Search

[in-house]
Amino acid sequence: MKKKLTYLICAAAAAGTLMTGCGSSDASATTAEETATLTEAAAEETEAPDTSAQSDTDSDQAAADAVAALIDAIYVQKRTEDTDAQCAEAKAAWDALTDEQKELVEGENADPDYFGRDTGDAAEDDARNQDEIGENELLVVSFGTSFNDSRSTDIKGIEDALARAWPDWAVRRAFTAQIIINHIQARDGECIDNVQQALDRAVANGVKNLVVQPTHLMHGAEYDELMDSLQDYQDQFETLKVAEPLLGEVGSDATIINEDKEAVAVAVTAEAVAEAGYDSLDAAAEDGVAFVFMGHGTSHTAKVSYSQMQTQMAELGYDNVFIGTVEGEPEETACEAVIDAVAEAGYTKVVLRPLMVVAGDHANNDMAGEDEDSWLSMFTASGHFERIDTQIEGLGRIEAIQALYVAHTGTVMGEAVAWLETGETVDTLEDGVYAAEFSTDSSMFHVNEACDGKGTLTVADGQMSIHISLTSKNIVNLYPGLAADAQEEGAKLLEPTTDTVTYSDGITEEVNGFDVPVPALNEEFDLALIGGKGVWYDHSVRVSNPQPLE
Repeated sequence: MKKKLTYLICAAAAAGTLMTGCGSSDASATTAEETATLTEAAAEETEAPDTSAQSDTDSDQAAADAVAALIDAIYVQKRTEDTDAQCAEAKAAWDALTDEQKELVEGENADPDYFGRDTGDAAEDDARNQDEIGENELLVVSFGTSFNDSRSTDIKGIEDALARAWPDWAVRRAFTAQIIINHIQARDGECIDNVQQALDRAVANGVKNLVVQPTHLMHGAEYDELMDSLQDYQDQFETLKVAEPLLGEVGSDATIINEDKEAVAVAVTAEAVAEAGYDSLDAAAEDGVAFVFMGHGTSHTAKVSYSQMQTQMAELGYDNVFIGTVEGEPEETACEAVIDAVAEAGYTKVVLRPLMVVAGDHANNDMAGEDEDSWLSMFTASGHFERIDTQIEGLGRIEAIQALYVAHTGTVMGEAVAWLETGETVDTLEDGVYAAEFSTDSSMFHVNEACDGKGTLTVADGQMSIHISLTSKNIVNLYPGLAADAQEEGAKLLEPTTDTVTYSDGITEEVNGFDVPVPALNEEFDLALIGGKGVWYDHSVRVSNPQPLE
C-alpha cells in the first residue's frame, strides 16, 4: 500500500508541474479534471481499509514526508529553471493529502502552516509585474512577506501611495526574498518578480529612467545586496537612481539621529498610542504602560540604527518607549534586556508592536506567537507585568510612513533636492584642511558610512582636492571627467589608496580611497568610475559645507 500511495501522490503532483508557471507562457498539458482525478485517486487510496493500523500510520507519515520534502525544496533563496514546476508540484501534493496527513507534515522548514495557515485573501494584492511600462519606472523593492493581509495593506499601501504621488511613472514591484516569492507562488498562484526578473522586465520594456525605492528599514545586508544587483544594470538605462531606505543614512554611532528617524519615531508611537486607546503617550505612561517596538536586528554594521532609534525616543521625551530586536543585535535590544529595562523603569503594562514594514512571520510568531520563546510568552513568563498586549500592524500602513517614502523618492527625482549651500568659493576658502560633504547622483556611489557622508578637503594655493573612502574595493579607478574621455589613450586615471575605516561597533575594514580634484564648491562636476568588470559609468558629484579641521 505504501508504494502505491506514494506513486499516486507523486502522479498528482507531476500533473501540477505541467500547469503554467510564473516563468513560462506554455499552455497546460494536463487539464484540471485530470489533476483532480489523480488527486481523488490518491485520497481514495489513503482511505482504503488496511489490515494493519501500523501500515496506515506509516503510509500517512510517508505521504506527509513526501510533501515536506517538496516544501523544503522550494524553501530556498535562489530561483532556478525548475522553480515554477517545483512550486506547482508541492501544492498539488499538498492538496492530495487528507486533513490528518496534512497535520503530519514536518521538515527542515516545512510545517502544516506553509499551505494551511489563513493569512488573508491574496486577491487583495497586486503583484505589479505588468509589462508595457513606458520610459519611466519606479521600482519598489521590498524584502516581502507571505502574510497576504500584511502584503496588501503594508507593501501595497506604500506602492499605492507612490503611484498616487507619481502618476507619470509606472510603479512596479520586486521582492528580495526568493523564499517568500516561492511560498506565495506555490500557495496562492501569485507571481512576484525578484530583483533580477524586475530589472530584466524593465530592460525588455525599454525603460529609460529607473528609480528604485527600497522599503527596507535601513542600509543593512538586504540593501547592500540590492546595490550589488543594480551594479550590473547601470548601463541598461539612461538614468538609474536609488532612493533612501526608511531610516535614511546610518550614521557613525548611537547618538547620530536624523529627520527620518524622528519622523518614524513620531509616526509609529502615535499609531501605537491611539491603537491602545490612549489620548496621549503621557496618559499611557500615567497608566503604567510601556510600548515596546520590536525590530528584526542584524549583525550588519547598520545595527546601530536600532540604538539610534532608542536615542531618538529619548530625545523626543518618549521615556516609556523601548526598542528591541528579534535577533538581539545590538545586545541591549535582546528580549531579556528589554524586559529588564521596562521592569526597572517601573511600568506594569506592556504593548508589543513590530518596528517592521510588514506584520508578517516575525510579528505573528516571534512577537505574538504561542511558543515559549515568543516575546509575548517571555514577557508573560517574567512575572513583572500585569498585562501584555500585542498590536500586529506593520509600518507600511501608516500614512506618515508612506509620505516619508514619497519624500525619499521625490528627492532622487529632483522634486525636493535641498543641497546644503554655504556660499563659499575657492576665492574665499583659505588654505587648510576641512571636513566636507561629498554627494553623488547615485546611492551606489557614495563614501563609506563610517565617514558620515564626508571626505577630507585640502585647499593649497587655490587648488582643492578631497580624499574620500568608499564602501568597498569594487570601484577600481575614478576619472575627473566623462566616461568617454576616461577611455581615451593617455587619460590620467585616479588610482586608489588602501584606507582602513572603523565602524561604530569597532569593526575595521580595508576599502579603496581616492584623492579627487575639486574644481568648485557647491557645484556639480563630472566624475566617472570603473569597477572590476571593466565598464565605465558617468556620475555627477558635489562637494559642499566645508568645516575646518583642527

3D 5th Wave 80s Cinema A Night of Horror Action Activism Adaptation Adelaide Film Festival Adventure Advocacy African American Age of Adaline AI albanian Alien Abduction alien covenant aliens altzheimers amazon Amitabh Bachchan Animation anime Ari Gold Art Asian Cinema Australian film AV Industry Bad Robot BDSM Beach Boys Berlinale BFG Bianca Biasi Big Hero 6 Biography Biopic Blake Lively B-Movies Bollywood Breast Cancer Brian Wilson Brisbane Camille Keenan Cancer candyman Cannes cannibalism Cannon Films Cesars CGI Chapman To Character Actors Charlie Hunnam Charlize Theron Chemsex China Lion Chloe Grace Moretz Chris Hemsworth Chris Pratt Christchurch christian cinema christmas Christopher Nolan Classic Cinema Close Encounters Cloverfield Comedy Coming-of-Age Conspiracy Controversy Crowd-sourced Cult Cure Dakota Johnson Dance Academy Dardennes Brothers darth vader Debut Deepika Padukone Depression Disaster Movies Disney Diversity Documentary doomsday Dr Moreau drama Dustin Clare Dystopic EL James eli roth Elizabeth Banks Entourage Environmental Epic Erotic Cinema Extra-terrestrial Extreme Sports faith-based Family Film Fantasy Father Daughter Feminism Fifty Shades of Grey Film Film Festival Foreign found footage French Cinema Friendship Fusion Technology Gareth Edwards Gay Cinema Ghostbusters Ghosts Golan Globus Gothic green inferno Guardians of the Galaxy Guillermo del Toro Gun Control Hacker Hailee Steinfeld Han Solo Happiness Harrison Ford Harry Dean Stanton Hasbro Haunted house Hhorror Himalaya Hitchcock Hollywood Holocaust horror Horror Film Housebound Hunger Games Idris Elba IFC Midnight IMAX In Your Eyes Independence Day Independent Indian Film Indigenous Infini International Film Internet Interstellar